One of the sherpas in the film. Courtesy of Discovery.
The star of the film, Phurba Tashi Sherpa. Courtesy of Discovery.

Right afterwards, I felt that it was one of the best portrayals of the Sherpa story on the mountain I had seen. I thought that it captured the sentiment of the Sherpas, and the messiness at base camp, very well. It laid out everything for the audience to decide for themselves— what the costs, benefits and motivations of the people involved are. I felt that it was a well-researched, emotional, and beautiful gift that will aid in raising awareness about safety concerns on the mountain and fairness in the mountaineering industry in Nepal.

A shot from below a ladder used to cross fissures in the ice and snow. Courtesy of Discovery.
A shot from below a ladder used to cross fissures in the ice and snow. Courtesy of Discovery.

One year later, I have had some time to think about the documentary and watch it a few more times. The documentary follows Phurba Tashi, who has climbed Mt. Everest 21 times. Phurba’s next climb will make him a world record holder with the highest number of successful Everest ascents. Phurba Tashi’s captivating story of going to the mountain, and his family’s emotional reaction to it, always leaves me wishing there was a better occupational choice for many like him. The tears that roll on the face of Karma Doma, Phurba’s wife, reminds me of how cruel reality is for Sherpa women, who wait not knowing what their fates will be.

Going on an Everest expedition is not an easy choice, the documentary shows. Sherpa or not, one has to weigh their decision of going to the mountain against many factors. For Sherpas, sometimes, it might mean pretending to their families that there is no risk in what they do. For the mountaineering clients, it might mean investing every single penny to make their dream come true.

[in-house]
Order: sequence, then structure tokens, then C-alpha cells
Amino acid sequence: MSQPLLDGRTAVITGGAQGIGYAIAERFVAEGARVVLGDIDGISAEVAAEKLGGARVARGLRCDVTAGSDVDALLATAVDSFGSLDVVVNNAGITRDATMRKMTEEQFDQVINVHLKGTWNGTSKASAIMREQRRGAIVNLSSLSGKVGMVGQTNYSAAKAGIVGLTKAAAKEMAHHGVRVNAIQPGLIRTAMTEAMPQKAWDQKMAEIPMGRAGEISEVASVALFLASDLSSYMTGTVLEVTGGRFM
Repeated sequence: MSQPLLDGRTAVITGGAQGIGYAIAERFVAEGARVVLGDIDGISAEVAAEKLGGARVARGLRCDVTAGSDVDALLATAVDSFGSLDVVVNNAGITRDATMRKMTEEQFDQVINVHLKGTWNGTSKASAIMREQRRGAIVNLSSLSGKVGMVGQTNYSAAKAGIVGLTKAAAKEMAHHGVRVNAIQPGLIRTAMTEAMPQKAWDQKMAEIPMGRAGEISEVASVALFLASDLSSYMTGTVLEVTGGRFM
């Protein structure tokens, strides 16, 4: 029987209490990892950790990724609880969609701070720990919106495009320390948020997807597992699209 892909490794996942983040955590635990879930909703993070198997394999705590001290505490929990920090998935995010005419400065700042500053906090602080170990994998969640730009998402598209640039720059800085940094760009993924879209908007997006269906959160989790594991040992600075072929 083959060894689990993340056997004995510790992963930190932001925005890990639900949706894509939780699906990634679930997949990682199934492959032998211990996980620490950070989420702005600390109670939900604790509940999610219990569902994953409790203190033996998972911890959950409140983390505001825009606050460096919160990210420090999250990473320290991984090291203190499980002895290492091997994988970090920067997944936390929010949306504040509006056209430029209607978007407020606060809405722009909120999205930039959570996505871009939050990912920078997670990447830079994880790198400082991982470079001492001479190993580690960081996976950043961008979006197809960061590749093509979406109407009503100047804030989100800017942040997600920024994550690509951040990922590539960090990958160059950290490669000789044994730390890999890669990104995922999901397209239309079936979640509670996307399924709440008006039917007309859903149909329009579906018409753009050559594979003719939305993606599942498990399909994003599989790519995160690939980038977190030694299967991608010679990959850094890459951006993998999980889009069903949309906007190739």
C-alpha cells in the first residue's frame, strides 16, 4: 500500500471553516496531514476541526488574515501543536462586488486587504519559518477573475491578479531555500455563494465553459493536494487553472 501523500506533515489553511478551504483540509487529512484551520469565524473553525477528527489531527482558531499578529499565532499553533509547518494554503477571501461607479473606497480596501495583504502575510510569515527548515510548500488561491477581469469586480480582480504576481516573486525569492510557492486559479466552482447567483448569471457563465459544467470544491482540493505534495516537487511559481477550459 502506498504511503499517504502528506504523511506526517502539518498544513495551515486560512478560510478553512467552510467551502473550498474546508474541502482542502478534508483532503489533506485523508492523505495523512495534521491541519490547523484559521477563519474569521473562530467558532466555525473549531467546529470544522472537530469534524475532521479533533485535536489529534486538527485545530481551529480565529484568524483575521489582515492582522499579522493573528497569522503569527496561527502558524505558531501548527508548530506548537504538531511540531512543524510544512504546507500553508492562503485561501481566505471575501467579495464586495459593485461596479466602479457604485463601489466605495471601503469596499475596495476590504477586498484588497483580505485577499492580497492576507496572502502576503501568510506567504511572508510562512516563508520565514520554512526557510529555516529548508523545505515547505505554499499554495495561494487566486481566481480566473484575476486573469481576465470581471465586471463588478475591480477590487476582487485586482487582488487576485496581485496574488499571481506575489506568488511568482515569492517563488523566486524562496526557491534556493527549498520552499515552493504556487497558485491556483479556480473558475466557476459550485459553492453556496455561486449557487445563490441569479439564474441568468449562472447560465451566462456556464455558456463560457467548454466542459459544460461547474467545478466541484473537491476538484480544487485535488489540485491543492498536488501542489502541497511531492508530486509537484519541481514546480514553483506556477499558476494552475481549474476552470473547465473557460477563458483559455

Sherpa soars in its presentation of the human story on the mountain. It shows the Sherpa mountain workers moving rocks to set up luxurious camps filled with books, a television set, and comfortable chairs. It also shows them singing and laughing, and then shaken and disturbed, following the tragic accident in Khumbu Icefall, in which 16 Sherpas died in 2014. The clients are also shown being excited, and jovial as they gear up for their ascent. After the tragic accident, the clients are shown being devastated by the loss and also finding out that they will not be climbing that year.

Mt. Everest. (Photo by phobus via Flickr)

The documentary captures frustration at Everest base camp, with some never-before-seen clips of a brawl that took place in 2013. It is this part of the film that makes many of my Sherpa friends uncomfortable. A relative told me after a screening in New York that the documentary was good, but if only it could leave the scene of Everest brawl out, it would have been better. At the 2015 Kathmandu Film Festival, a representative from the mountain workers said that the brawl as shown in the film was a biased depiction, which did not show the whole picture of how the Sherpas were mistreated leading up to the incident. This part of the documentary definitely leaves a bitter impression, and one has to wonder how this particular story embedded in the larger mountaineering mess could be told some other way.

Nevertheless, Sherpa is truly a gift for the Sherpas to have their story heard and seen like never before. Director Jennifer Peedom has created a magnificent documentary, with an exceptionally well-researched script. The film successfully raises the issue of fairness and safety on Mount Everest on a global scale.

Dr. Pasang Yangjee Sherpa is a post-doctoral fellow at the India China Institute of New School University.  Born in the Sherpa ethnic community in Nepal, she holds a PhD in anthropology from Washington State University. She has written about Nepal previously on GlacierHub in posts on earthquake recovery and glacier lake outburst floods